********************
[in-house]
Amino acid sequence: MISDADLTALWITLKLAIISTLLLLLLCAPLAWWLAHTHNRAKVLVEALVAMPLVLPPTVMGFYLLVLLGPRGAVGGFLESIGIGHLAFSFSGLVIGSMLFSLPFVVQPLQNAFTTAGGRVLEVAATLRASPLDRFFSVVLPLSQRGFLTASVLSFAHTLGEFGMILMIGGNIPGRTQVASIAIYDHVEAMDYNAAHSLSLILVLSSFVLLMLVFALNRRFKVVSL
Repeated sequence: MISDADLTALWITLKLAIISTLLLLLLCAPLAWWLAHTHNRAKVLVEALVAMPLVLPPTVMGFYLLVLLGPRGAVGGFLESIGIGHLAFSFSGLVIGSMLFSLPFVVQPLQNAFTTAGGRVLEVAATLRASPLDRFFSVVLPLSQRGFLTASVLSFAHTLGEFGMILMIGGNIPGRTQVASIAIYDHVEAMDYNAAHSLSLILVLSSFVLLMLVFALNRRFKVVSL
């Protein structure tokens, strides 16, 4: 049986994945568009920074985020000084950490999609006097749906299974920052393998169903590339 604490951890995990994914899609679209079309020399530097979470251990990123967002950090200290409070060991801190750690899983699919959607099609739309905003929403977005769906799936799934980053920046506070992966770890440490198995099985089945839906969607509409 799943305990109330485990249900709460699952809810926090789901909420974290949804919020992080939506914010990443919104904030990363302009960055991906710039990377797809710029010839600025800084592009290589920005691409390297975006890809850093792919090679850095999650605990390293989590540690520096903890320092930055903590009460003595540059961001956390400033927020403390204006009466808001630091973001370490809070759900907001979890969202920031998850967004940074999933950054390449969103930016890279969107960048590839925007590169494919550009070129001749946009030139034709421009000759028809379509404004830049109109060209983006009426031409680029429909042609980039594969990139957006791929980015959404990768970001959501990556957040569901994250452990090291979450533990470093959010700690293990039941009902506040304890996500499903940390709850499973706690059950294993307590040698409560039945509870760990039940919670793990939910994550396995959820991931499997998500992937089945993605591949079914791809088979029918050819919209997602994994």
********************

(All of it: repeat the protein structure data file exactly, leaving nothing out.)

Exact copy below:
[in-house]
Amino acid sequence: MISDADLTALWITLKLAIISTLLLLLLCAPLAWWLAHTHNRAKVLVEALVAMPLVLPPTVMGFYLLVLLGPRGAVGGFLESIGIGHLAFSFSGLVIGSMLFSLPFVVQPLQNAFTTAGGRVLEVAATLRASPLDRFFSVVLPLSQRGFLTASVLSFAHTLGEFGMILMIGGNIPGRTQVASIAIYDHVEAMDYNAAHSLSLILVLSSFVLLMLVFALNRRFKVVSL
Repeated sequence: MISDADLTALWITLKLAIISTLLLLLLCAPLAWWLAHTHNRAKVLVEALVAMPLVLPPTVMGFYLLVLLGPRGAVGGFLESIGIGHLAFSFSGLVIGSMLFSLPFVVQPLQNAFTTAGGRVLEVAATLRASPLDRFFSVVLPLSQRGFLTASVLSFAHTLGEFGMILMIGGNIPGRTQVASIAIYDHVEAMDYNAAHSLSLILVLSSFVLLMLVFALNRRFKVVSL
């Protein structure tokens, strides 16, 4: 049986994945568009920074985020000084950490999609006097749906299974920052393998169903590339 604490951890995990994914899609679209079309020399530097979470251990990123967002950090200290409070060991801190750690899983699919959607099609739309905003929403977005769906799936799934980053920046506070992966770890440490198995099985089945839906969607509409 799943305990109330485990249900709460699952809810926090789901909420974290949804919020992080939506914010990443919104904030990363302009960055991906710039990377797809710029010839600025800084592009290589920005691409390297975006890809850093792919090679850095999650605990390293989590540690520096903890320092930055903590009460003595540059961001956390400033927020403390204006009466808001630091973001370490809070759900907001979890969202920031998850967004940074999933950054390449969103930016890279969107960048590839925007590169494919550009070129001749946009030139034709421009000759028809379509404004830049109109060209983006009426031409680029429909042609980039594969990139957006791929980015959404990768970001959501990556957040569901994250452990090291979450533990470093959010700690293990039941009902506040304890996500499903940390709850499973706690059950294993307590040698409560039945509870760990039940919670793990939910994550396995959820991931499997998500992937089945993605591949079914791809088979029918050819919209997602994994």